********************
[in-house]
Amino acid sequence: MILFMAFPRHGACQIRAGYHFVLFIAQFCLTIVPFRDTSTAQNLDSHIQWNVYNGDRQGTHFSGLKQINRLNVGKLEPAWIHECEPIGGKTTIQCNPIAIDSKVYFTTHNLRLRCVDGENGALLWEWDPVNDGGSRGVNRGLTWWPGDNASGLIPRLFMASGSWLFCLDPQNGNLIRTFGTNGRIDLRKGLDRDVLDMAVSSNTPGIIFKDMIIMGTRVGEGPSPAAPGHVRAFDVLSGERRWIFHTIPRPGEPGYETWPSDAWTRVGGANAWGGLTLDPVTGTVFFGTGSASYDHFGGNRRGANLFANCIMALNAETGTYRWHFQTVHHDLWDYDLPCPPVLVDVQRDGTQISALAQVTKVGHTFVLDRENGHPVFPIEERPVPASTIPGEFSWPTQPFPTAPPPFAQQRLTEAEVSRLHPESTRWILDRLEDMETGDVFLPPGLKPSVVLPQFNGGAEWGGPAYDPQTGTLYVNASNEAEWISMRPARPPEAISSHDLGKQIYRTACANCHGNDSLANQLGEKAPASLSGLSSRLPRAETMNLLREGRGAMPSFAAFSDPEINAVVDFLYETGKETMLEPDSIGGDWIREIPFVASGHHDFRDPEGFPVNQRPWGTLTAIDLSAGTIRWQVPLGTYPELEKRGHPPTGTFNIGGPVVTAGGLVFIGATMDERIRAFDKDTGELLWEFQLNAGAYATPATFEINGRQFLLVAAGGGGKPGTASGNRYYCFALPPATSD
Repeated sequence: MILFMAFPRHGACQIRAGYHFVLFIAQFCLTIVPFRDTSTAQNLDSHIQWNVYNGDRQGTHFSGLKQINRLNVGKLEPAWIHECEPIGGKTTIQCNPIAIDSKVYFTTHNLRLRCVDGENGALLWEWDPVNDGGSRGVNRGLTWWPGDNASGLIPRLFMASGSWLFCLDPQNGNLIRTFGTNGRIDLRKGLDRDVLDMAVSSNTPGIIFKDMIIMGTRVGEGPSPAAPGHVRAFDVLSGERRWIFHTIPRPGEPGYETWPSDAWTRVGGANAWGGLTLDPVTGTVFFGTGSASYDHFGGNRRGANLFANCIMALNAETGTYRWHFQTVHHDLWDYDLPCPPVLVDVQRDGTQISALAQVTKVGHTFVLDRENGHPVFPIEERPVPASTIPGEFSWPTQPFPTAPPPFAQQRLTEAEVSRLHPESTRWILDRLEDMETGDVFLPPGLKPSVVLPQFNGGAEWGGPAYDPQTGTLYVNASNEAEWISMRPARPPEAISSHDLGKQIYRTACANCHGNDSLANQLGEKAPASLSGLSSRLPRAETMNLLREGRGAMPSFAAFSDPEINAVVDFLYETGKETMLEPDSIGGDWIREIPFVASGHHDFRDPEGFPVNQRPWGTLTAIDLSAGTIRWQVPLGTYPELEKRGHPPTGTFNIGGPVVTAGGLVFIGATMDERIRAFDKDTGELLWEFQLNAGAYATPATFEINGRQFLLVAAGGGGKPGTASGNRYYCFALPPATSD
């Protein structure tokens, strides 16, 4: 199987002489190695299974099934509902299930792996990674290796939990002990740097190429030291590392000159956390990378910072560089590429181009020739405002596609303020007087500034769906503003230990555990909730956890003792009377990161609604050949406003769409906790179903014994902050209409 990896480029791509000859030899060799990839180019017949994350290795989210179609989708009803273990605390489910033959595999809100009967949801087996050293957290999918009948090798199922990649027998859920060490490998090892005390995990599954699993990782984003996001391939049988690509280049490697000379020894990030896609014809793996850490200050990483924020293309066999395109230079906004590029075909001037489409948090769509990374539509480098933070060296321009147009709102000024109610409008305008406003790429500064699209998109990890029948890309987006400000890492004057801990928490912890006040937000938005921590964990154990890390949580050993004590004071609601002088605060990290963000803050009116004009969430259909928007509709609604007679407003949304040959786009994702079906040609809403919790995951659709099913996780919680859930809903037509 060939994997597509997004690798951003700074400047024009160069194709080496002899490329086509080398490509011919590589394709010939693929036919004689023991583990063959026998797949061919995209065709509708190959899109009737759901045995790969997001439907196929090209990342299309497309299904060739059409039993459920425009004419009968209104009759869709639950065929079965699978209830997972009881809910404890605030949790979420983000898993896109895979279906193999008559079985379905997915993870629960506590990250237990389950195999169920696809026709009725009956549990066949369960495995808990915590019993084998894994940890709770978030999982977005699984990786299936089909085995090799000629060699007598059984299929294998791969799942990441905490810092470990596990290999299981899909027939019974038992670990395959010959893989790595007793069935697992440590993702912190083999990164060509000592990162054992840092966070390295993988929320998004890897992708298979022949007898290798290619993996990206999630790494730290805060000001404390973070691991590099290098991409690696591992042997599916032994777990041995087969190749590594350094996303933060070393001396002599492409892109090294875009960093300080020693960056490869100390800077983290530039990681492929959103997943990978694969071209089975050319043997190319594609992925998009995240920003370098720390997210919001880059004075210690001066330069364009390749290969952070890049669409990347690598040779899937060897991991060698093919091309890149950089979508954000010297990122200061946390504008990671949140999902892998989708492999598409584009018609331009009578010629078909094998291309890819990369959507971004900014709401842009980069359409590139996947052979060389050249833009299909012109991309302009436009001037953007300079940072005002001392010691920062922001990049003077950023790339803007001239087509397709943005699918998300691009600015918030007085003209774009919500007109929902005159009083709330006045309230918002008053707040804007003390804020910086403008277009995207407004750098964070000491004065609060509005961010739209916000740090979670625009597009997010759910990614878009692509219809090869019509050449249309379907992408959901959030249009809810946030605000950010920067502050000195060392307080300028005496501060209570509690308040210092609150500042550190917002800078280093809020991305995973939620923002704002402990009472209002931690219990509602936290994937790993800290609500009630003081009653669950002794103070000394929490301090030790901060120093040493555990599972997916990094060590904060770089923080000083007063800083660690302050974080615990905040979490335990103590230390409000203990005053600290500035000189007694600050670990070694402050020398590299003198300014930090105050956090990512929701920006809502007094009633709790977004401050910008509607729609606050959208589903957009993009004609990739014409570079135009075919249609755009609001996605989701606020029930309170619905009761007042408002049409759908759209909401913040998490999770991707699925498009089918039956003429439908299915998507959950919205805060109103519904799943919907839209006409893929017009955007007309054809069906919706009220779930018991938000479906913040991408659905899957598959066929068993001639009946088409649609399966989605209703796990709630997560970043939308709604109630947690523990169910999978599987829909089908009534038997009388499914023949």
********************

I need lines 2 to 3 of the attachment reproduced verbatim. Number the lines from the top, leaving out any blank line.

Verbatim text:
Amino acid sequence: MILFMAFPRHGACQIRAGYHFVLFIAQFCLTIVPFRDTSTAQNLDSHIQWNVYNGDRQGTHFSGLKQINRLNVGKLEPAWIHECEPIGGKTTIQCNPIAIDSKVYFTTHNLRLRCVDGENGALLWEWDPVNDGGSRGVNRGLTWWPGDNASGLIPRLFMASGSWLFCLDPQNGNLIRTFGTNGRIDLRKGLDRDVLDMAVSSNTPGIIFKDMIIMGTRVGEGPSPAAPGHVRAFDVLSGERRWIFHTIPRPGEPGYETWPSDAWTRVGGANAWGGLTLDPVTGTVFFGTGSASYDHFGGNRRGANLFANCIMALNAETGTYRWHFQTVHHDLWDYDLPCPPVLVDVQRDGTQISALAQVTKVGHTFVLDRENGHPVFPIEERPVPASTIPGEFSWPTQPFPTAPPPFAQQRLTEAEVSRLHPESTRWILDRLEDMETGDVFLPPGLKPSVVLPQFNGGAEWGGPAYDPQTGTLYVNASNEAEWISMRPARPPEAISSHDLGKQIYRTACANCHGNDSLANQLGEKAPASLSGLSSRLPRAETMNLLREGRGAMPSFAAFSDPEINAVVDFLYETGKETMLEPDSIGGDWIREIPFVASGHHDFRDPEGFPVNQRPWGTLTAIDLSAGTIRWQVPLGTYPELEKRGHPPTGTFNIGGPVVTAGGLVFIGATMDERIRAFDKDTGELLWEFQLNAGAYATPATFEINGRQFLLVAAGGGGKPGTASGNRYYCFALPPATSD
Repeated sequence: MILFMAFPRHGACQIRAGYHFVLFIAQFCLTIVPFRDTSTAQNLDSHIQWNVYNGDRQGTHFSGLKQINRLNVGKLEPAWIHECEPIGGKTTIQCNPIAIDSKVYFTTHNLRLRCVDGENGALLWEWDPVNDGGSRGVNRGLTWWPGDNASGLIPRLFMASGSWLFCLDPQNGNLIRTFGTNGRIDLRKGLDRDVLDMAVSSNTPGIIFKDMIIMGTRVGEGPSPAAPGHVRAFDVLSGERRWIFHTIPRPGEPGYETWPSDAWTRVGGANAWGGLTLDPVTGTVFFGTGSASYDHFGGNRRGANLFANCIMALNAETGTYRWHFQTVHHDLWDYDLPCPPVLVDVQRDGTQISALAQVTKVGHTFVLDRENGHPVFPIEERPVPASTIPGEFSWPTQPFPTAPPPFAQQRLTEAEVSRLHPESTRWILDRLEDMETGDVFLPPGLKPSVVLPQFNGGAEWGGPAYDPQTGTLYVNASNEAEWISMRPARPPEAISSHDLGKQIYRTACANCHGNDSLANQLGEKAPASLSGLSSRLPRAETMNLLREGRGAMPSFAAFSDPEINAVVDFLYETGKETMLEPDSIGGDWIREIPFVASGHHDFRDPEGFPVNQRPWGTLTAIDLSAGTIRWQVPLGTYPELEKRGHPPTGTFNIGGPVVTAGGLVFIGATMDERIRAFDKDTGELLWEFQLNAGAYATPATFEINGRQFLLVAAGGGGKPGTASGNRYYCFALPPATSD